Cancer linked to poor prognosis in patients with broken heart syndrome

August 28, 2018

Munich, Germany - UNDER EMBARGO UNTIL 28 Aug 2018: Cancer is linked to an increased risk of death and rehospitalisation in patients with broken heart syndrome, according to research presented today at ESC Congress 2018.1

Dr Francesco Santoro, study author, University of Foggia, Italy, said: "In our study, patients with broken heart syndrome were twice as likely to die or be readmitted to hospital within three years if they had previous or current cancer than if they did not. Patients with broken heart syndrome and cancer need strict monitoring at follow-up."

Broken heart syndrome, also called takotsubo cardiomyopathy, is a type of heart failure that occurs suddenly and goes away within days or weeks. Increased levels of stress hormones are thought to be one of the main drivers.

Symptoms are similar to a heart attack and include sudden chest pain and shortness of breath. Call the emergency services if you experience these symptoms.

Around 30% of takotsubo cardiomyopathy is due to emotional triggers such as death of a spouse, anger, financial problems, or happy life events such as birthdays and weddings. Around 40% of patients have a physical trigger such as surgery, while in 30% the trigger is unknown. Prior studies have suggested that cancer may be a physical trigger.

The current study investigated the association between cancer and poor outcomes in patients with takotsubo cardiomyopathy by combining the results of three published studies on this topic in a meta-analysis. The researchers looked at adverse events that occurred while patients were in hospital with takotsubo cardiomyopathy (life threatening arrhythmias, cardiogenic shock, thromboembolism, respiratory support) as well as all-cause death and re-hospitalisation for cardiovascular disease during the first three years after discharge from hospital.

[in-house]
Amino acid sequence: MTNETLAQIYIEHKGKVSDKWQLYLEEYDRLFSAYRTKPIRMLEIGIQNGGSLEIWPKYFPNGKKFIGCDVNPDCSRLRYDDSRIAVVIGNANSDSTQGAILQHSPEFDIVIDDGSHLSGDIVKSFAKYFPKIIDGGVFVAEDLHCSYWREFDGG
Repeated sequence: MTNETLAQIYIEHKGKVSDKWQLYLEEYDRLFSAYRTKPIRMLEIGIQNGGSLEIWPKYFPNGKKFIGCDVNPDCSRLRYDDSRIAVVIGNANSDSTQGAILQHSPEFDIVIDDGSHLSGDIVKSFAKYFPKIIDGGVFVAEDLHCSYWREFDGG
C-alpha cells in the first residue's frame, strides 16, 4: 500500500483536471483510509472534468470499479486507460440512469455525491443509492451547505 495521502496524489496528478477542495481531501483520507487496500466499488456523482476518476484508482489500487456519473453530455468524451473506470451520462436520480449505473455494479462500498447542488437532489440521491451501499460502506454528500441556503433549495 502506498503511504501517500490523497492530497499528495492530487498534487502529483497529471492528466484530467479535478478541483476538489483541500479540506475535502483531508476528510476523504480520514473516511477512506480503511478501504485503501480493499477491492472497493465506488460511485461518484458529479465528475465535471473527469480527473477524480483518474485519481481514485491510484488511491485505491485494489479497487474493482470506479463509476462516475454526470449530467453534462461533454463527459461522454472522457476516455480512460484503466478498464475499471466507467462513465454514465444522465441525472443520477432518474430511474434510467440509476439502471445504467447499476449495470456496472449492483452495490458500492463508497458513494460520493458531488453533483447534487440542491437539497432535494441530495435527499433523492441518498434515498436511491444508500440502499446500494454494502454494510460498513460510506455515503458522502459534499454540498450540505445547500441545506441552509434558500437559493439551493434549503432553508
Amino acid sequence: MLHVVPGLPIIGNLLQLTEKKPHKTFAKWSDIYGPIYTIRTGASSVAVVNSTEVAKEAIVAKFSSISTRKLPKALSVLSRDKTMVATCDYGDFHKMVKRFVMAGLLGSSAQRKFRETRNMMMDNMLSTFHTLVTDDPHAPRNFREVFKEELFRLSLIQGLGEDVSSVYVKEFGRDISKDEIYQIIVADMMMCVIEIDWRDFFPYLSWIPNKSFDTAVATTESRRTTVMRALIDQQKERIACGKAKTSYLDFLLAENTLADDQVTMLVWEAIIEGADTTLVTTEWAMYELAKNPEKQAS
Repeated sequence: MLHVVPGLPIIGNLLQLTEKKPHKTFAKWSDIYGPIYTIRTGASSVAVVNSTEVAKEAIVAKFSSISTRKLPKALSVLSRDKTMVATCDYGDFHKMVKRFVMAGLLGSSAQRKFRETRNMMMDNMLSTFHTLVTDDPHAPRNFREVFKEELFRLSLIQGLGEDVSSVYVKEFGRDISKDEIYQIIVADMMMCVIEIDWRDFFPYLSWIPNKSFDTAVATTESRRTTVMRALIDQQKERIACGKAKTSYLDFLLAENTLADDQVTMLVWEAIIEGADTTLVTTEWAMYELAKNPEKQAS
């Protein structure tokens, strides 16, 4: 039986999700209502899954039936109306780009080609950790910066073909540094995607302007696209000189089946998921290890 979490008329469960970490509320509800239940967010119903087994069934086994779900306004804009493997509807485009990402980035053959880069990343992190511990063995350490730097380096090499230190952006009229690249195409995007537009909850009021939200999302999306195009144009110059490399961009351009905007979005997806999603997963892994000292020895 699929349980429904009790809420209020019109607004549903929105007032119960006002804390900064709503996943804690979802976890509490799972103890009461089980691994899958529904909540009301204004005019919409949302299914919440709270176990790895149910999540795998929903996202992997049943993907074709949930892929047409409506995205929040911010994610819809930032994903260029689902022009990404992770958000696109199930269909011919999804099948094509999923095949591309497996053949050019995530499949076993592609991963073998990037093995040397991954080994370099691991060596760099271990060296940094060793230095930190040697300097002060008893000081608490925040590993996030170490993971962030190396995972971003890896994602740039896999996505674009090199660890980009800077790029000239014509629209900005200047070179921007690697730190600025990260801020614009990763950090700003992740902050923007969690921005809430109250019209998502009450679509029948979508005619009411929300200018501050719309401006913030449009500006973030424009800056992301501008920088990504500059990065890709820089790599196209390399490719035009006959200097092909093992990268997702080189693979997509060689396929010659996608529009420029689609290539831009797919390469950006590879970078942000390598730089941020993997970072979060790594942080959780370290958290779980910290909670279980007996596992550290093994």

A total of 554 patients admitted to hospital with takotsubo cardiomyopathy were included in the analysis. One in five patients had previous or current cancer (113 patients; 20%). Gastrointestinal cancers were the most frequent (23%), while nervous system and urinary cancers were the rarest (3% for each). Patients who had past or existing cancer were of a similar age to those who had never had cancer.

When the researchers examined the risk of in-hospital and post-discharge adverse events together, they found that takotsubo cardiomyopathy patients with past or existing cancer had a significantly higher risk of clinical events than those without (risk ratio [RR] 1.82, 95% confidence interval [CI] 1.37-2.42, p <0.01).

When evaluated separately, the risk of events after discharge was two-fold higher in the cancer group compared to the cancer-free group (RR 2.08, 95% CI 1.50-2.87, p <0.01). There was a trend towards a higher risk of in-hospital events in the cancer group, but it was not statistically significant (RR 1.30, 95% CI 0.74-2.29, p= 0.36).

Dr Santoro said: "We found that takotsubo cardiomyopathy patients who had ever had cancer were at greater risk of adverse events, particularly after discharge from hospital. More research is needed to clarify the reasons for this. These patients may benefit from standard therapy for heart failure, especially an angiotensin-converting enzyme (ACE) inhibitor or angiotensin receptor blocker."
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Dr Santoro noted a limitation of the study was that there was no control group of individuals without takotsubo cardiomyopathy.

Also during ESC Congress 2018, Dr Santoro will present data on in-hospital complications in more than 1,000 patients with takotsubo cardiomyopathy enrolled in the GErman and Italian STress cardiomyopathy (GEIST) registry.2

European Society of Cardiology

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